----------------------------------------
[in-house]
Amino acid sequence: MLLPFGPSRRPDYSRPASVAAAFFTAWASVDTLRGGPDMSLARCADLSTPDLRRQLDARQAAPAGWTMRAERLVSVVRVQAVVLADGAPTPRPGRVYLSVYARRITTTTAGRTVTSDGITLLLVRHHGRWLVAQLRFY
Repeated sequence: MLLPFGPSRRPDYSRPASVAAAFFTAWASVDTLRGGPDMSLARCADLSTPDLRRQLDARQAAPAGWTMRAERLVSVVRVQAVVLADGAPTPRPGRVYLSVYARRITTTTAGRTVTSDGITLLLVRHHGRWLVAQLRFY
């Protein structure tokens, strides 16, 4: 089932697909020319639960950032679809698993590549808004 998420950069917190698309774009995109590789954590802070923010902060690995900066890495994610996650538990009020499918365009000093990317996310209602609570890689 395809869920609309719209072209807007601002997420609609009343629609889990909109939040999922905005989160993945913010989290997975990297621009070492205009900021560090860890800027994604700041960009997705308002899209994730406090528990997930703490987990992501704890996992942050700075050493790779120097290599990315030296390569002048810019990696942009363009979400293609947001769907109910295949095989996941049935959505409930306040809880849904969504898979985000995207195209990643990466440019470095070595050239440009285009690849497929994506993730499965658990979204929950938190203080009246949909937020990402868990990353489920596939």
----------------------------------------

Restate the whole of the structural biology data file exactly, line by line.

[in-house]
Amino acid sequence: MLLPFGPSRRPDYSRPASVAAAFFTAWASVDTLRGGPDMSLARCADLSTPDLRRQLDARQAAPAGWTMRAERLVSVVRVQAVVLADGAPTPRPGRVYLSVYARRITTTTAGRTVTSDGITLLLVRHHGRWLVAQLRFY
Repeated sequence: MLLPFGPSRRPDYSRPASVAAAFFTAWASVDTLRGGPDMSLARCADLSTPDLRRQLDARQAAPAGWTMRAERLVSVVRVQAVVLADGAPTPRPGRVYLSVYARRITTTTAGRTVTSDGITLLLVRHHGRWLVAQLRFY
């Protein structure tokens, strides 16, 4: 089932697909020319639960950032679809698993590549808004 998420950069917190698309774009995109590789954590802070923010902060690995900066890495994610996650538990009020499918365009000093990317996310209602609570890689 395809869920609309719209072209807007601002997420609609009343629609889990909109939040999922905005989160993945913010989290997975990297621009070492205009900021560090860890800027994604700041960009997705308002899209994730406090528990997930703490987990992501704890996992942050700075050493790779120097290599990315030296390569002048810019990696942009363009979400293609947001769907109910295949095989996941049935959505409930306040809880849904969504898979985000995207195209990643990466440019470095070595050239440009285009690849497929994506993730499965658990979204929950938190203080009246949909937020990402868990990353489920596939």